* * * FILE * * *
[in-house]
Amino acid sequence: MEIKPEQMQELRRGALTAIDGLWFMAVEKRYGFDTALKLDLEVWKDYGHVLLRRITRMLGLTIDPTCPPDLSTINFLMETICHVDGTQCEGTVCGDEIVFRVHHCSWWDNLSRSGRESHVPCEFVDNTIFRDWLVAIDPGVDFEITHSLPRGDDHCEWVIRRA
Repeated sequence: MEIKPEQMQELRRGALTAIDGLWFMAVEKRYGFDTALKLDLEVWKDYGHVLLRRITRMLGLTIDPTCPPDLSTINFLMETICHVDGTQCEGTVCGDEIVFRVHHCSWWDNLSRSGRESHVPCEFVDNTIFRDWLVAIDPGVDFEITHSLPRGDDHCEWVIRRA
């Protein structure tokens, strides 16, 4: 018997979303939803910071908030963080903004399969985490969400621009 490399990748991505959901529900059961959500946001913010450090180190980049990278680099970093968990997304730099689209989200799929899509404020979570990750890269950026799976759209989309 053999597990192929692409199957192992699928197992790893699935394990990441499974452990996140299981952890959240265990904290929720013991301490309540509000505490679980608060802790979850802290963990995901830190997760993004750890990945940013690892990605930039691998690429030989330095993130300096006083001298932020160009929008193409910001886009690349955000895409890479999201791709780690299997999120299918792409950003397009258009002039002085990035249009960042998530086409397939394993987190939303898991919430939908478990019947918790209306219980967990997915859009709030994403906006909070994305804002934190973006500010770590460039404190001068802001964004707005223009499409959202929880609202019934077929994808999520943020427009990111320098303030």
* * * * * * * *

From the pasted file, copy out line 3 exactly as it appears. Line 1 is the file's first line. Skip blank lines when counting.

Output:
Repeated sequence: MEIKPEQMQELRRGALTAIDGLWFMAVEKRYGFDTALKLDLEVWKDYGHVLLRRITRMLGLTIDPTCPPDLSTINFLMETICHVDGTQCEGTVCGDEIVFRVHHCSWWDNLSRSGRESHVPCEFVDNTIFRDWLVAIDPGVDFEITHSLPRGDDHCEWVIRRA